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Edison Middle School Student Receives International Acclaim for #1000BlackGirlBooks Project


WEST ORANGE, NJ – Marley Dias is an enthusiastic, bubbly and well-spoken 11-year-old that loves animals, books, and swimming. She has also become an international media celebrity as the result of her #1000BlackGirlBooks project, created to collect and distribute books that represent young black females as main literary characters.


Over the past month, Marley has traveled all over the United States, appeared on the news, in magazines like “People” and television shows like “Ellen,” and has headed to Jamaica, her mother’s hometown, to deliver books there. 


The overwhelming response to Marley’s project has proven that “#1000BlackGirlBooks shows the world that these books exist and that readers are hungry for them," Brown Girl Dreaming author Jacqueline Woodson told People magazine after Marley noted it was one of her favorite books.


“It was overwhelming at first about being on TV and doing interviews,” said Marley, “but I feel a lot better now because I know what I’m doing.”


“I’m grateful that people are appreciative and it makes me happy to inspire others,” she continued.


The #1000BlackGirlsBooks project grew out of friendships Marley had formed with friends Briana Anderson (who recently moved to South Orange) and Amina Anekwe, who attends Edison Middle School with Marley.


“My friends told me I had to speak up about not having teen and young adult books about girls like us to read, because I was the least shy,” commented Marley.


Dr. Janice Johnson Dias, Marley’s Mom, had co-founded the GrassROOTS Community Foundation in 2010 with Tariq “Black Thought” Trotter of The Roots, a popular hip-hop band that also performs on "Late Night with Jimmy Fallon." The non-profit organization’s mission is to:


“create a world where all girls grow up to be healthy women. We believe in the adage, “if you don’t have your health you don’t have anything”. We recognize that obesity and physical inactivity are major health crises that lower individuals’ quality of life and reduce their human development. This is particularly true for impoverished women and girls of all races who are at the highest risk for poor physical, mental and sexual health. Our work addresses behavioral, social and environmental determinants of health. We are committed to providing the resources and opportunities for women and girls to make health a priority so they can affect changes in themselves, their family and community.”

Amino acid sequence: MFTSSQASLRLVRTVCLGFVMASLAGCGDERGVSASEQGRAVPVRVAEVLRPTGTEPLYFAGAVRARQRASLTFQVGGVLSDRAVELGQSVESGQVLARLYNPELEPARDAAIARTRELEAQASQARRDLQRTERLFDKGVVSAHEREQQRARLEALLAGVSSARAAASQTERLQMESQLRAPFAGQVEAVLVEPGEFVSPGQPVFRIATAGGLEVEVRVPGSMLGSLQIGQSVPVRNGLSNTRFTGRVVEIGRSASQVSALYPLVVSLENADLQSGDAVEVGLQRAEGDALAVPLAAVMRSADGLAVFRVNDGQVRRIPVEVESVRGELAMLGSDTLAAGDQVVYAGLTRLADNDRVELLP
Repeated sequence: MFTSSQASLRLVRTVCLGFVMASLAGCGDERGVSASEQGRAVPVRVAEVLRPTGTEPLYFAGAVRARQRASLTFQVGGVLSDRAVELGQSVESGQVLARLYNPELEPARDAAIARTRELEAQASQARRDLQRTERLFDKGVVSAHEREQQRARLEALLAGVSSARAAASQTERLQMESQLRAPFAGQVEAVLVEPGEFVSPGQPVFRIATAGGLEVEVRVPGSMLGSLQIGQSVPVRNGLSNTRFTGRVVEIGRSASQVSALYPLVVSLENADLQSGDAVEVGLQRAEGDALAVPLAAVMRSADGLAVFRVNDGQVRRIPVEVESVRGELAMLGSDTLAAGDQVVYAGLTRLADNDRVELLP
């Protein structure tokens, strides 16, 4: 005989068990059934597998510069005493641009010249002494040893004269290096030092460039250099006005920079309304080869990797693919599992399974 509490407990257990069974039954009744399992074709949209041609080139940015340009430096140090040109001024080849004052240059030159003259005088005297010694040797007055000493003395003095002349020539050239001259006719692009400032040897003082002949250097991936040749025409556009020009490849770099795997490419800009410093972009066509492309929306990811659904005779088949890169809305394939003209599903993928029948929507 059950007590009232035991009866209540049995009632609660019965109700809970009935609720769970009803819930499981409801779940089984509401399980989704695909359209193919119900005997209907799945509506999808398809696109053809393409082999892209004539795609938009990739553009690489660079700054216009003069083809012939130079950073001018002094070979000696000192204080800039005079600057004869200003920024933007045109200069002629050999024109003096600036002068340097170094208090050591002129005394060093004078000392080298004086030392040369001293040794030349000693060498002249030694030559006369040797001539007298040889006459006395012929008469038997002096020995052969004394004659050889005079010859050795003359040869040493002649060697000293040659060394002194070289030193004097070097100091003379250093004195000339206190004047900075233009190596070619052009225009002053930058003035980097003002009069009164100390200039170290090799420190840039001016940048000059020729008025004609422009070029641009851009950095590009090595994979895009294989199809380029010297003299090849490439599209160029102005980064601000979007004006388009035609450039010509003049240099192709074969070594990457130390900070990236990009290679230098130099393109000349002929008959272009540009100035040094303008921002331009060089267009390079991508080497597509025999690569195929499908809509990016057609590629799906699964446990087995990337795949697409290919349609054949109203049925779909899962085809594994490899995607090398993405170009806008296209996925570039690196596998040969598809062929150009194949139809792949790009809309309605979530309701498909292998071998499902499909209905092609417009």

The girls formulated the project while attending the GrassRoots Community Foundation Super Camp, and #1000BlackGirlBooks is one of its initiatives. To date, it has surpassed 1,000 books and continues to receive books, even from overseas countries like Uganda, Australia, Portugal and France. 


The Dias family moved to West Orange from Michigan in 2007. Her dad, Scott Dias, is a Real Estate Analytical Geographer for Wakefern Corporation, and her mom, Dr. Janice Johnson Dias, in addition to co-founding the Community GrassROOTS Foundation, teaches Sociology at John Jay College of Criminal Justice.


Marley attended St. Cloud and is currently a sixth grader at Edison Middle School. “I love it here!” she said.


In addition to her love of reading, animals and swimming, Marley plays viola and enjoys running, even playing quarterback on her Rec Flag Football team. She also loves playing Minecraft, watching You Tube videos, and doing homework. Her favorite subjects are Language Arts and Social Studies.


“You have to learn about the past in order to make changes,” she noted.


The family has volunteered locally but also gets involved in outreach outside West Orange. “Community is everywhere,” said Marley.


#1000BlackGirlBooks plans to donate 600 books to St. Cloud School, and upon their return from Jamaica, Dr. Dias and Marley will meet with Nancy Mullin, K-12 Supervisor of Career Education & Library Science in the West Orange School District, to discuss the integration of more books that reflect young black girls into the curriculum.


“My mom always says it’s important to read because books express ideas and thoughts in words, and then that can help you to express yourself,” Marley concluded.


To find out more about the GrassROOTS Community Foundation, go to:

Marley Dias  
Marley and her mom, Dr. Janice Johnson Dias, at Edison on Feb. 9.


Marley, Amina, and Briana
(Photo courtesy GCF)
Cynthia Cumming